“I think the world is too big for a mere mortal of a North Korean idiot to end, or Donald Trump or anything like that. I’m not a doomsday merchant at all.”
At this point in Noel Gallagher‘s career — with nine albums to his credit as Oasis‘ founding songwriter and guitarist and High Flying Birds mastermind — one would be forgiven for expecting more of the same from here on out. That’s more of the same impeccable uplifting guitar-based songwriting that’s been the foundation of his career and has earned him a position as a British rock icon (thanks in part to his braggadocious attitude, contentious familial relationships and outspoken nature), but more of the same nevertheless.
Instead, however, Gallagher has prepared arguably his most compositionally interesting and experimental album to date, with 11 tracks of psychedelic pop rock on Who Built the Moon?, which was released Friday and marks Gallagher’s most successfully experimental album to date.
Who Built the Moon? owes much to its producer, David Holmes, who pushed Gallagher to take a new approach to his songwriting. Gallagher had been a fan of Holmes’ work as a solo musician and in film scoring previously and, after meeting backstage at a festival with Primal Scream, he approached the producer in 2014 with the batch of songs that would wind up making up his sophomore album under the Noel Gallagher’s High Flying Birds title, Chasing Yesterday. But Holmes turned down the project, saying he’d feel like a fraud working on already finished material where — more or less — all that was left was to press record. But, he told Gallagher, if he wanted to work on something new, he was game, instructing the singer-songwriter to come in without any material and they’d start from scratch.
Those sessions birthed Who Built the Moon? over the course of about three years, where the two would get together when Gallagher wasn’t touring and trade ideas back and forth, building up and deconstructing songs based around riffs and pulling vibes from often obscure musical influences. The two would swap out different elements to build what became a heavy collection of maximalist psychedelic pop-rock that now exists as a true evolution of Gallagher’s musical impulses without feeling uncharacteristic, retaining a tone of the songwriter’s dreamy optimism throughout.
“It was a fascinating way to work because you never quite knew what the f— was going on,” Gallagher tells Billboard. “You’d write half a song, then a year later come back to it and you’d say, ‘What’s going on here?’ ‘Oh, yeah, yeah, yeah. I did a thing on this and I kind of shifted…’ ‘Amazing.’ Because I come from the organic school of songwriting, which is to sit, play and work it out. His idea was more like pop art: ‘Let’s try this. Let’s try that. That’s not working.’ It was a very interesting way to work.”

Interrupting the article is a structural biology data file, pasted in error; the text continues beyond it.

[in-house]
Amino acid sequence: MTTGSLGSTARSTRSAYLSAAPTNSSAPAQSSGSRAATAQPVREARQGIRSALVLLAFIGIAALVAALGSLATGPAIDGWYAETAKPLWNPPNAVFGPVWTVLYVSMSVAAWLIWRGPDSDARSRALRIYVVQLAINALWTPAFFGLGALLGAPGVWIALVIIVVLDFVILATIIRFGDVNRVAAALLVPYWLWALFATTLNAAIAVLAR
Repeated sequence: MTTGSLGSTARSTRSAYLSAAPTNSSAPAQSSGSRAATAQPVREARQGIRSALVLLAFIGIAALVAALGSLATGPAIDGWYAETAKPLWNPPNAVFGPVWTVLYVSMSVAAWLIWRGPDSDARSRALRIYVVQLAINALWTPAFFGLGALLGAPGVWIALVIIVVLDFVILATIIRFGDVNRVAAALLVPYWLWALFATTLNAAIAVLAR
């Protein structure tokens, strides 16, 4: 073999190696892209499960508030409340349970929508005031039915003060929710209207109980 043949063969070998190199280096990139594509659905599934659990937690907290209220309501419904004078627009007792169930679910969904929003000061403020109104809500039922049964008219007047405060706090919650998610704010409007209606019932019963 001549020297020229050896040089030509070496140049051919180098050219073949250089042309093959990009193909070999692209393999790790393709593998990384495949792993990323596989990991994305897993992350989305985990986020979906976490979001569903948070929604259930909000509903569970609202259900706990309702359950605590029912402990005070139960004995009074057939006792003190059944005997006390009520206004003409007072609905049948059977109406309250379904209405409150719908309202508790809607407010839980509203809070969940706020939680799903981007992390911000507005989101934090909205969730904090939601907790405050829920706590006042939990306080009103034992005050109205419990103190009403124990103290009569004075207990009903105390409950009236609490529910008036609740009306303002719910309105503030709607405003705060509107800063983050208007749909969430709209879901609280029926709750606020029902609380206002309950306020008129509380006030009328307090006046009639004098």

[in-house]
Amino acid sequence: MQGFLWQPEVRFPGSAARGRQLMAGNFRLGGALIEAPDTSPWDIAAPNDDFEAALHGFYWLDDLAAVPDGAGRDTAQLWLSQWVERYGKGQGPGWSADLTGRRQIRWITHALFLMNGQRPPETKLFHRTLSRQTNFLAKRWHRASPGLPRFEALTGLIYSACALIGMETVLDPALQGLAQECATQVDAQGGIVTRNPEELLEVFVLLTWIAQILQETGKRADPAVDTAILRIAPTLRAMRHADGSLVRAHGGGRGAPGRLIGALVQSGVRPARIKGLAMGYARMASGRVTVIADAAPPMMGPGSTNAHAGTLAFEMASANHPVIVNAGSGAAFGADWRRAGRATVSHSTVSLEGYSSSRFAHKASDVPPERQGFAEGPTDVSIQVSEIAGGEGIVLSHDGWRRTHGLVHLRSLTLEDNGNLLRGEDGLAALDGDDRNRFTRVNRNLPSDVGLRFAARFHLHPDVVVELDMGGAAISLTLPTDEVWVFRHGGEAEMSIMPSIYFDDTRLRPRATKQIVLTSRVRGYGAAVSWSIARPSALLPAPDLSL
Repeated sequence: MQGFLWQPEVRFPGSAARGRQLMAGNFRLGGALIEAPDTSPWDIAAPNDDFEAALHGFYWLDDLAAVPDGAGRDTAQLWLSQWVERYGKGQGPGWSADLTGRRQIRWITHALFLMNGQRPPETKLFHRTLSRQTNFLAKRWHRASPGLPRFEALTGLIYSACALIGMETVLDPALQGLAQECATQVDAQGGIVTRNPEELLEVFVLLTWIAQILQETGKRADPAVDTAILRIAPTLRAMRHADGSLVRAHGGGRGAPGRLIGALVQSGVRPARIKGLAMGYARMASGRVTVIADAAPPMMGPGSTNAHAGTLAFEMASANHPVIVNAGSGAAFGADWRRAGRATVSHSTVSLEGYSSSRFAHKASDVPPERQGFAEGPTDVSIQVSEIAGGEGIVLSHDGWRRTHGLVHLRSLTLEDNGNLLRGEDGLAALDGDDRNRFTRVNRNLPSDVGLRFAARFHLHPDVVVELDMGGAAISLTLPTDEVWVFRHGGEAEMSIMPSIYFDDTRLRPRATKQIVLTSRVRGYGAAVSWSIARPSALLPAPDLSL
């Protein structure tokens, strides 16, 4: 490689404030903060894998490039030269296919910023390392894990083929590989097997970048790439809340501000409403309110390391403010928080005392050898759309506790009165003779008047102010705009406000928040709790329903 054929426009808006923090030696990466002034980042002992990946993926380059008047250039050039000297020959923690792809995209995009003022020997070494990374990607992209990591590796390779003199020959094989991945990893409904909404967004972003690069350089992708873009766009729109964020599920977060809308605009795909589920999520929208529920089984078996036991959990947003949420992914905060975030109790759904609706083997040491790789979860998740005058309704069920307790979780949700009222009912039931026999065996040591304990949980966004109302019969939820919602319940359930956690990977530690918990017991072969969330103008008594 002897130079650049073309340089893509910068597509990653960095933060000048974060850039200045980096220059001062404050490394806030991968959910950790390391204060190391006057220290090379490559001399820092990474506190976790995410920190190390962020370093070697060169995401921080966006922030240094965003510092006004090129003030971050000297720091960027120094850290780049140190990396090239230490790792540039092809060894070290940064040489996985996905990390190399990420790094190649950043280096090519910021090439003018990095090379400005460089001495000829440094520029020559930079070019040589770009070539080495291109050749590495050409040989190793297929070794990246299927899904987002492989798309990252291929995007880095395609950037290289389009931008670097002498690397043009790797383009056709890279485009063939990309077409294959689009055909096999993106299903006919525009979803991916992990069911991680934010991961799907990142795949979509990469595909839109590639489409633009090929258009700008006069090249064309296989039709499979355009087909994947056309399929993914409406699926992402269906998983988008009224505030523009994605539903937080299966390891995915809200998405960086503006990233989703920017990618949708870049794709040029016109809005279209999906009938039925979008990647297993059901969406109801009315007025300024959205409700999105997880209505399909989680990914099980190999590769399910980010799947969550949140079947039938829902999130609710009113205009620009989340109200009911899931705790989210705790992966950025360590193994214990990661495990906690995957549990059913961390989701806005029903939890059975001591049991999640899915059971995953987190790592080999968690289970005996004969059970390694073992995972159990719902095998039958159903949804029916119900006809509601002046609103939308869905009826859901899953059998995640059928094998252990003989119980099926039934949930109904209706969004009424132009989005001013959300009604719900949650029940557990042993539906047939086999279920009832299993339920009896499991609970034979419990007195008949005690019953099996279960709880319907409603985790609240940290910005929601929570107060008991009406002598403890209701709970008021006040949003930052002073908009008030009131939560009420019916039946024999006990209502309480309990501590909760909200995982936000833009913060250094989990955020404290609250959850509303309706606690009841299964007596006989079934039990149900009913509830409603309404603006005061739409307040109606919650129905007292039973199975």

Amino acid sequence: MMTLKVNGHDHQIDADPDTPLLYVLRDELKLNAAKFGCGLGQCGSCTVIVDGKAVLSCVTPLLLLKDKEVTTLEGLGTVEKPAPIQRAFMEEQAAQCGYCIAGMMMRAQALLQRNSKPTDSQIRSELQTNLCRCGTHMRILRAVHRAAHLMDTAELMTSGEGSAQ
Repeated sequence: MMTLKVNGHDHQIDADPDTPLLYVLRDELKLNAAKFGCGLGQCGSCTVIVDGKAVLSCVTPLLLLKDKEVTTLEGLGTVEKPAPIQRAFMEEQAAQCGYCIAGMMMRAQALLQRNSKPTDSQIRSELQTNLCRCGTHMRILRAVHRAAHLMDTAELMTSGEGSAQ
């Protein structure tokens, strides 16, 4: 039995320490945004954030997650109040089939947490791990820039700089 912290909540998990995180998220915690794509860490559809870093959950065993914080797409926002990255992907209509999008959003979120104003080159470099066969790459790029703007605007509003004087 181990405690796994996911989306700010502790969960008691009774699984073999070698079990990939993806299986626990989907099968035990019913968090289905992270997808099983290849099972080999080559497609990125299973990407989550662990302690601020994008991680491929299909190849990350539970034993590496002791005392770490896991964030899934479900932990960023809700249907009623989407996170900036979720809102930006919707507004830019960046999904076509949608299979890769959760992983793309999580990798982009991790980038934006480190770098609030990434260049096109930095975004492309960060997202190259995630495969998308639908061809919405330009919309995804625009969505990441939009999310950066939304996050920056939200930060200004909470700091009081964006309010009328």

Billboard spoke with Gallagher about those sessions recording Who Built the Moon?, his Oasis classic “Don’t Look Back in Anger” becoming an anthem of healing for his hometown of Manchester, the public conflicts that have followed his career and more. These are edited excerpts from the conversation.
Three years is a long time to work on an album. I know it wasn’t continuous, but what was yours and David’s working relationship like during that time?
When I think about it the actual amount of time spent in the studio — the two of us together — wasn’t a great deal of time at all because the initial spark of the idea, which might have been like a minute’s worth of music, then he’d go back off to Belfast to do whatever he was doing and I was on tour. Kicking it around, playing with it, writing, and then we’d come back to the studio and he’d say, “What have you done?” And I’d say, “Well, I’ve done this.” He’d say, “I like that bit… Not sure about that bit.” And then just build up from there.
As a solo artist and throughout your career, does this feel like one of the more collaborative experiences you’ve had?
It’s the only time I’ve ever done it like this. Ever. I mean, I’ve been in situations where producers will say, “Try it in a different key.” But really, once the song is written and you’ve [worked] with it for a year, it’s not gonna change that much. There won’t be no radical, like, “Let’s take the verse of that song and the verse of that song and sync it together and see what happens.” There’s none of that. It might be, “Try it faster or try it slower or try it in a different vibe on drums,” but no really radical ideas. The only reason that it works is because if I’ve written a song over a year and become attached to it, then I know what I want it to sound like. Whereas, if it’s something coming out of nothing, it’s usually David’s ideas that are kind of driving it. I’m kind of writing, he’s kind of pushing it in the direction, so I’m not attached to any music because it’s happening in front of you.